THE Association of Positive Youth Living with HIV/AIDS has advocated for more engagement of youths in the fight against HIV/AIDS in the country.
The group said this would enhance response and mitigate stigma and discrimination associated with HIV/AIDS.
Mr Aron Sunday, the Kaduna State Coordinator of the association, made this known at the Youth Summit to commemorate the 2016 World AIDS Day on Tuesday in Abuja.
The summit is part of the ongoing National HIV/AIDS Prevention Conference.
He said making youth advocates of the disease and empowering them with basic skills can easily pass HIV/AIDS messages in the manner that is more comprehensible to the youths.
He added that skills empowerment programmes will empower the youths and mitigate the burden of the disease in Nigeria.
“We have to mobilise them, educate and boost their awareness on the disease, and build their capacity; because if the youths are not engage in the programme we will be losing out.
“We have to continue with the advocacy to ensure that the youths in Nigeria are adequately engaged in the fight to control the disease by 2020 and halt it by 2030,’’ he said.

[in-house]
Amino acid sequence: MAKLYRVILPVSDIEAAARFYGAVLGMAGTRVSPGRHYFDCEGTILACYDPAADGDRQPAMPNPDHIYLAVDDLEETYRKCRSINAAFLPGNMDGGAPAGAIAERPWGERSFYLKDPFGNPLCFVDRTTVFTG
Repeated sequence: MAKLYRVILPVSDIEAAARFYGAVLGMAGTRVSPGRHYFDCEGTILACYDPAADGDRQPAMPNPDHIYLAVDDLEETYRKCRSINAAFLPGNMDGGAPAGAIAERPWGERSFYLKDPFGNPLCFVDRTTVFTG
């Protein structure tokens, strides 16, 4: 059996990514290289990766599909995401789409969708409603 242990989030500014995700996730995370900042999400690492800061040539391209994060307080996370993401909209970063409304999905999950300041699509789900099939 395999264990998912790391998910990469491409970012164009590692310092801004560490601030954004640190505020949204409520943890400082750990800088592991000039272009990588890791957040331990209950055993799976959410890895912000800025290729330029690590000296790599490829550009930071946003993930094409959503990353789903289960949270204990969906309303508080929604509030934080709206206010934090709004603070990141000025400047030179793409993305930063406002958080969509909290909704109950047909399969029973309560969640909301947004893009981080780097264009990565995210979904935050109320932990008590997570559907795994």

Speaking earlier, Dr Bilali Camara, Country Director, Joint UN Programme on HIV/AIDS UNAIDS, said the summit was to ascertain best ways to use modern technology to reach millions of youths with messages on HIV/AIDS.
He appealed to stakeholders to focus more on youths, adding “if you do not address the youth issues we will not get substantial success in terms of ending the scourge in general’’.
According to him, Nigeria is recording a huge success in the fight to end the disease in 2015, three million pregnant women were tested and 65,000 were affected by the disease.
“We are reducing new infections and putting more people on treatment, while we are working to ensure that people affected with HIV/AIDS live longer and also have a productive life.’’
He said UNAIDS and other UN systems were working in collaboration with all stakeholders to get HIV/AIDS under control by 2020 and eliminate the disease as a public health challenge by 2030.
The News Agency of Nigeria (NAN) reports that the World AIDS Day had been an annual event since 1988.
The day is dedicated to raising awareness on AIDS pandemic caused by the spread of HIV infection and mourning those who died of the virus.
Government and health officials, NGOs and individuals around the world observe the day, often with awareness on AIDS prevention and control.
The World AIDS Day is one of the eight official global public health campaigns marked by the World Health Organisation